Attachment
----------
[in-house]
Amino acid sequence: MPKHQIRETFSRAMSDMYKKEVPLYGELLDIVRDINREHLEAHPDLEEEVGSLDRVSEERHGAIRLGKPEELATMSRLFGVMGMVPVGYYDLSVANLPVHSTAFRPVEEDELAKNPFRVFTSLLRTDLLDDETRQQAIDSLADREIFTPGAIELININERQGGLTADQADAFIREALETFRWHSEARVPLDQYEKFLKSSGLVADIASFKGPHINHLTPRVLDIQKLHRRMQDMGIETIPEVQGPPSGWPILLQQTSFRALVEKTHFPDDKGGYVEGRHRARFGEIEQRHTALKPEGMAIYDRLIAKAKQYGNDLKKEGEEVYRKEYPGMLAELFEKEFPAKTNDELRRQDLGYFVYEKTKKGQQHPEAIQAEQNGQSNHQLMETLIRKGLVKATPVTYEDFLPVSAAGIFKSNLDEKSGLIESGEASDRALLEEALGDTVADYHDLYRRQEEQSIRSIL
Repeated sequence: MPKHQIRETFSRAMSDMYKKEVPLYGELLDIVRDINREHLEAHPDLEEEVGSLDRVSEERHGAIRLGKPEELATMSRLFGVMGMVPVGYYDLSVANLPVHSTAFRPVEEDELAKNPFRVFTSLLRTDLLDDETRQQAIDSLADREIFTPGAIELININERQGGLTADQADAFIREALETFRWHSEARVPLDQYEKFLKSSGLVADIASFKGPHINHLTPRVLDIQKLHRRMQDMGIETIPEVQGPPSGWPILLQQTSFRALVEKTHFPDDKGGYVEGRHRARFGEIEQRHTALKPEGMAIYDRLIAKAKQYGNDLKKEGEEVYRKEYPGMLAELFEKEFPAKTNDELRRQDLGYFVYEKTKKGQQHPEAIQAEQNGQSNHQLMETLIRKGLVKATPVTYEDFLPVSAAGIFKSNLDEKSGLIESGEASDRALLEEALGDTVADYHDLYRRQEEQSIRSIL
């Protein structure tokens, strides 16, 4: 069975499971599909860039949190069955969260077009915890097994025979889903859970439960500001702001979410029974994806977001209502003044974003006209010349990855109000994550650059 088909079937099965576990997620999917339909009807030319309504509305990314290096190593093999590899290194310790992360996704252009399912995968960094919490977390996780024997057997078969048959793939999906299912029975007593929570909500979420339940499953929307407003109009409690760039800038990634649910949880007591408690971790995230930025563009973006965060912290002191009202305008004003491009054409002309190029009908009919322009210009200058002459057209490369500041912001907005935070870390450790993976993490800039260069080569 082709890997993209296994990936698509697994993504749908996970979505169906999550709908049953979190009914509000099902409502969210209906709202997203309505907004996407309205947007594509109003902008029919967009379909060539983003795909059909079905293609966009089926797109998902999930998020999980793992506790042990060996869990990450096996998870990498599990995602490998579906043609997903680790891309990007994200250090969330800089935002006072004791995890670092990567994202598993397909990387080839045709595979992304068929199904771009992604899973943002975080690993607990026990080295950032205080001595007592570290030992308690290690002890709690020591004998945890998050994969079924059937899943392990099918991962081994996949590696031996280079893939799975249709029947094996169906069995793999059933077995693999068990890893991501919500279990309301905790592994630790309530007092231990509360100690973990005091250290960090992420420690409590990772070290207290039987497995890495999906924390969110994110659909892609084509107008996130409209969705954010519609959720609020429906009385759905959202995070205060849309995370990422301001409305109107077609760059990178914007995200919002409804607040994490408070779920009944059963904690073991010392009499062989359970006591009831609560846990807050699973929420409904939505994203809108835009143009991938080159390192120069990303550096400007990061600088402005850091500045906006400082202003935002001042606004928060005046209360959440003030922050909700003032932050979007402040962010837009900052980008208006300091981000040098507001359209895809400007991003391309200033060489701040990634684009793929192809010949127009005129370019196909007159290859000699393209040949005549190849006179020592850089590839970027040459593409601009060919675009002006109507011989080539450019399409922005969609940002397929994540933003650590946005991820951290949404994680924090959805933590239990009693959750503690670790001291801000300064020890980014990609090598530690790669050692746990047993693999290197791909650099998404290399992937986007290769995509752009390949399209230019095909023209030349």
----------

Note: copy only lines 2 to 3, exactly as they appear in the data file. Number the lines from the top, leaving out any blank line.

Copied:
Amino acid sequence: MPKHQIRETFSRAMSDMYKKEVPLYGELLDIVRDINREHLEAHPDLEEEVGSLDRVSEERHGAIRLGKPEELATMSRLFGVMGMVPVGYYDLSVANLPVHSTAFRPVEEDELAKNPFRVFTSLLRTDLLDDETRQQAIDSLADREIFTPGAIELININERQGGLTADQADAFIREALETFRWHSEARVPLDQYEKFLKSSGLVADIASFKGPHINHLTPRVLDIQKLHRRMQDMGIETIPEVQGPPSGWPILLQQTSFRALVEKTHFPDDKGGYVEGRHRARFGEIEQRHTALKPEGMAIYDRLIAKAKQYGNDLKKEGEEVYRKEYPGMLAELFEKEFPAKTNDELRRQDLGYFVYEKTKKGQQHPEAIQAEQNGQSNHQLMETLIRKGLVKATPVTYEDFLPVSAAGIFKSNLDEKSGLIESGEASDRALLEEALGDTVADYHDLYRRQEEQSIRSIL
Repeated sequence: MPKHQIRETFSRAMSDMYKKEVPLYGELLDIVRDINREHLEAHPDLEEEVGSLDRVSEERHGAIRLGKPEELATMSRLFGVMGMVPVGYYDLSVANLPVHSTAFRPVEEDELAKNPFRVFTSLLRTDLLDDETRQQAIDSLADREIFTPGAIELININERQGGLTADQADAFIREALETFRWHSEARVPLDQYEKFLKSSGLVADIASFKGPHINHLTPRVLDIQKLHRRMQDMGIETIPEVQGPPSGWPILLQQTSFRALVEKTHFPDDKGGYVEGRHRARFGEIEQRHTALKPEGMAIYDRLIAKAKQYGNDLKKEGEEVYRKEYPGMLAELFEKEFPAKTNDELRRQDLGYFVYEKTKKGQQHPEAIQAEQNGQSNHQLMETLIRKGLVKATPVTYEDFLPVSAAGIFKSNLDEKSGLIESGEASDRALLEEALGDTVADYHDLYRRQEEQSIRSIL